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In the fall of 2024, we are starting training for people who will perform the role of data administrators or related profiles (e.g. data archivists, data librarians, data managers and data consultants) at their parent organizations. It will take place in three parts, which will comprise a total of 12 days of 6 school hours, namely 4 days each in September, October and November. Participation is free, but for external stakeholders it is only possible online.

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● How do various stakeholders within the scientific research community perceive the adoption of open science principles?
● What considerations should we prioritize, and what obstacles might we encounter when implementing the principles of open science?
● What role does the SPOZNAJ project play in this, and what are the successful practices of this type in the European Research Area?

We discussed this during the 1st national event of the SPOZNAJ project.

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Slovenia has officially integrated open science into its national legal framework governing research activities (Scientific Research and Innovation Activities Act, Decree on the Implementation of Scientific Research in Accordance with the Principles of Open Science). Moreover, an open science ecosystem is being established through initiatives outlined in the Action Plan for Open Science, which is an implementation tool for Chapter 6 of the Resolution on Scientific Research and Innovation Strategy of Slovenia 2030 (ReZrIS30).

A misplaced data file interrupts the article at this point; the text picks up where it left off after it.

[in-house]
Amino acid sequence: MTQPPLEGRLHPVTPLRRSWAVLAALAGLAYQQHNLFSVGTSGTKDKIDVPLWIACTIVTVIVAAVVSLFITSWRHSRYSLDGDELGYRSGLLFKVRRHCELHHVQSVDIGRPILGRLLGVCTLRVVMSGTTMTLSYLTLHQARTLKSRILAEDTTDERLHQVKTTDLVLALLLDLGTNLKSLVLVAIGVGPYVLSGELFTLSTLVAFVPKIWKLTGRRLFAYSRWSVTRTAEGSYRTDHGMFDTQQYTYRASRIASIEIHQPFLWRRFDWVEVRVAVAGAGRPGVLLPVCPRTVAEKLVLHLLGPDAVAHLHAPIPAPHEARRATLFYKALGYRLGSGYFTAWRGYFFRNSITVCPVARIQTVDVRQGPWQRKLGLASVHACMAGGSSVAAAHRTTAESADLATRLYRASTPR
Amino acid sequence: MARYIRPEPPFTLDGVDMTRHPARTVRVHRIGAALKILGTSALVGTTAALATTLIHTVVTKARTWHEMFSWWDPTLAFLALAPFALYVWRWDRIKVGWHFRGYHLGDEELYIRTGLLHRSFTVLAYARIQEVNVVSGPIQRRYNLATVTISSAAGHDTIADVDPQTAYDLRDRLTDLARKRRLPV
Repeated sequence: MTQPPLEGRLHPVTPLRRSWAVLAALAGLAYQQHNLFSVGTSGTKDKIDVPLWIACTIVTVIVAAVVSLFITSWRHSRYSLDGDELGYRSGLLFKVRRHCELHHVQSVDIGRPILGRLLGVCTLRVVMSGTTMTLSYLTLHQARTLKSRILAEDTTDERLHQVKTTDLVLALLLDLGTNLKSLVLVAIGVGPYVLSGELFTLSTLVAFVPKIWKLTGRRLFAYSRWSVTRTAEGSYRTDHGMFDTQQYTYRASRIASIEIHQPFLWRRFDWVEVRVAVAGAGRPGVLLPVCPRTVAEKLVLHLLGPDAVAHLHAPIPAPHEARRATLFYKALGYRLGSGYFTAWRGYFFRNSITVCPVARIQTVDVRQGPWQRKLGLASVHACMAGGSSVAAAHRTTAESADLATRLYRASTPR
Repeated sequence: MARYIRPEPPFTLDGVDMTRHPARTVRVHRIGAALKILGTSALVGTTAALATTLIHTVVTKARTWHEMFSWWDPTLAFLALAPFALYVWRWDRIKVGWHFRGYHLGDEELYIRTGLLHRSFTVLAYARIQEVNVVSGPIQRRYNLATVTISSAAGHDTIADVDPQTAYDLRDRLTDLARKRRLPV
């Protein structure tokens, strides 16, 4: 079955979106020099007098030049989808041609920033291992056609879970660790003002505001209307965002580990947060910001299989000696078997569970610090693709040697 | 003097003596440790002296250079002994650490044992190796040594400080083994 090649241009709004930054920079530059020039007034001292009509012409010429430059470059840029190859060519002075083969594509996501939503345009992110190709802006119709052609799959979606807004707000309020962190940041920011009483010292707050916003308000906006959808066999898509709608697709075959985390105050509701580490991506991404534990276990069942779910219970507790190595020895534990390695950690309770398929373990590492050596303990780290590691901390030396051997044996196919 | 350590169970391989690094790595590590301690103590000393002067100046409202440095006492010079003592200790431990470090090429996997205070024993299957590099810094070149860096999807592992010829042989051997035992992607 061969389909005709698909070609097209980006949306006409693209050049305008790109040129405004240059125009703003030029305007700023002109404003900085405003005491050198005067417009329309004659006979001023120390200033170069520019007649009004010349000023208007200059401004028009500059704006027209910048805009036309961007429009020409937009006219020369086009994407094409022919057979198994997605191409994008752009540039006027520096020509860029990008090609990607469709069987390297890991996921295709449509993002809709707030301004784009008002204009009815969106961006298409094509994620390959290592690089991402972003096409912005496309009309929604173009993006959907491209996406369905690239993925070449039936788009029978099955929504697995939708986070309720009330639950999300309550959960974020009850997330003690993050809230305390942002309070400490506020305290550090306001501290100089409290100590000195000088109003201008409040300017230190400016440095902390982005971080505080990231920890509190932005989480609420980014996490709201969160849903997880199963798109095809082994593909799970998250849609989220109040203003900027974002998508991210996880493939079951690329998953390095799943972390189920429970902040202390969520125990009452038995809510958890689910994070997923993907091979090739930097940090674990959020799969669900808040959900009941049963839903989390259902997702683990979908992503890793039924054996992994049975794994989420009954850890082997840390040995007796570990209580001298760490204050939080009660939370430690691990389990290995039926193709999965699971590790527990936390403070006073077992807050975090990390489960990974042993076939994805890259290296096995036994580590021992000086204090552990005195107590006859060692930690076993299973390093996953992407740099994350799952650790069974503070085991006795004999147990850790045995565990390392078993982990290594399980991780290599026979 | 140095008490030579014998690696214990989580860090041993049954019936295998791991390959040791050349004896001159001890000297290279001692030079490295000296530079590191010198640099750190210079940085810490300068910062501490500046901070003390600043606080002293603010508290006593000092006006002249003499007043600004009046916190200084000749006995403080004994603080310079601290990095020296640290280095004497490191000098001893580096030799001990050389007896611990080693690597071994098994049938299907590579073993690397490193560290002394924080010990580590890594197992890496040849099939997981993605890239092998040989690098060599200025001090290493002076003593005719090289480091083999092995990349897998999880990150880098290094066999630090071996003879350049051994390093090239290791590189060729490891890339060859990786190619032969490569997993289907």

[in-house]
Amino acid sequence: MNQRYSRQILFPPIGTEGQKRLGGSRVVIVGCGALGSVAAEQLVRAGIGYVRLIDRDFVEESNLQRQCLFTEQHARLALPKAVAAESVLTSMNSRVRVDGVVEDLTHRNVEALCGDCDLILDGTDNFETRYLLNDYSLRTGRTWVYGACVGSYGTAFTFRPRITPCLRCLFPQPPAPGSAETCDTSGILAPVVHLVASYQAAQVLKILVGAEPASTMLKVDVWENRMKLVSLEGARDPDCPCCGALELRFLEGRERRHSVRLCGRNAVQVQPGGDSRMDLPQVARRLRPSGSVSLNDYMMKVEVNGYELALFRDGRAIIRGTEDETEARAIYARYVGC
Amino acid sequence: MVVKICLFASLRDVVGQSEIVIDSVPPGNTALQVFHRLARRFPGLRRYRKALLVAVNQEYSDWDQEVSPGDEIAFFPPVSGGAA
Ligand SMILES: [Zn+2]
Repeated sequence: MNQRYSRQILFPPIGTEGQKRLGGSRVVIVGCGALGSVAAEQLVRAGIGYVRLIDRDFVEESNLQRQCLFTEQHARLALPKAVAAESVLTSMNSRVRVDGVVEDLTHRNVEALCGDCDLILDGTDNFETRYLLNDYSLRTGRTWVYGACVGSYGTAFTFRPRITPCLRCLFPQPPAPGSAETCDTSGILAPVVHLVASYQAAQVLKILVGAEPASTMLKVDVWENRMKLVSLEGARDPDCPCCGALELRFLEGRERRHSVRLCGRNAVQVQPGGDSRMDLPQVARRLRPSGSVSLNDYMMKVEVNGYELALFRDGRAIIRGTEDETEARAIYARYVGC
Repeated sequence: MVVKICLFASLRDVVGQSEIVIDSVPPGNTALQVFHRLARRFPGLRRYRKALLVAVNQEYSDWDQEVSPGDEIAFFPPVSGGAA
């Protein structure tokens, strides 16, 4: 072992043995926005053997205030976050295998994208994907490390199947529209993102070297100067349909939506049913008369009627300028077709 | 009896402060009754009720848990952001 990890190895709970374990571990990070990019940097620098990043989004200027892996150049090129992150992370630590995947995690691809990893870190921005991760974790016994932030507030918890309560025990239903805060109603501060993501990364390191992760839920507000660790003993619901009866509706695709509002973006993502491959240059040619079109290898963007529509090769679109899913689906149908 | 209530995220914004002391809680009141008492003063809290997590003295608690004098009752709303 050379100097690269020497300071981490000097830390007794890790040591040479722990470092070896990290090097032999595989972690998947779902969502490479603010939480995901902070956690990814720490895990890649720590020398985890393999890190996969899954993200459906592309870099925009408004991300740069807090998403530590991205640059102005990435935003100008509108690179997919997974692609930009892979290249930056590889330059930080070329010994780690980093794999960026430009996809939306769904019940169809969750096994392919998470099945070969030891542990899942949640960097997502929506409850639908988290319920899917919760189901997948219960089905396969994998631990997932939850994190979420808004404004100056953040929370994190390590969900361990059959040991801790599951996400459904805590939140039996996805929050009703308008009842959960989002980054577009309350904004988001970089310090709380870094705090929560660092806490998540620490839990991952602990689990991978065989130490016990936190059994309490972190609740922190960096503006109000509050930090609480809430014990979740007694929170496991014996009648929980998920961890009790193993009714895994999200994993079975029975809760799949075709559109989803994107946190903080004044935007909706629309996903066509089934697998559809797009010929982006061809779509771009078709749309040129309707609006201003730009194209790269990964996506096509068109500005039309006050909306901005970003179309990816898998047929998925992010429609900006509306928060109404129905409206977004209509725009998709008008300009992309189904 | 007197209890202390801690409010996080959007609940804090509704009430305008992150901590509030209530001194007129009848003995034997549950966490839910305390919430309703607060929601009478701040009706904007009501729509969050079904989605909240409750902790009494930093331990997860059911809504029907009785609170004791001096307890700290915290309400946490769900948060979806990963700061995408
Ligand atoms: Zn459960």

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On 25 May 2023, Slovenia adopted the Decree on the Implementation of Scientific Research in Accordance with the Principles of Open Science. The Regulation is a statutory instrument of the Scientific Research and Innovation Activities Act (ZZrID), which specifies in more detail the requirements and introduction of open access to research results, the involvement of the interested public in scientific research work, the evaluation of research work following the principles of open science, and the national infrastructure of open science.

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The project aims to integrate the principles of open science into scientific research practices and to align the operations of twenty public research organizations and CTK with these principles.

Open science offers numerous advantages, including easier access to research results, enhanced research transparency, improved collaboration among researchers and institutions, and heightened trust in science.

Total budget
.0.66 EUR
EU funds
.0.81 EUR

dr. Emilija Stojmenova Duh

"At the Ministry of Digital Transformation, we support open science and are aware of its importance. But we also know how much digitization can contribute to open science - both in collecting, processing and sharing data."

dr. Emilija Stojmenova Duh, Minister for Digital Transformation

dr. Igor Papič

"We must be extremely careful when introducing the principles of open science. The basic concept that we follow both at the national and at the European level is to be open as much as possible, but on the other hand, we are also careful."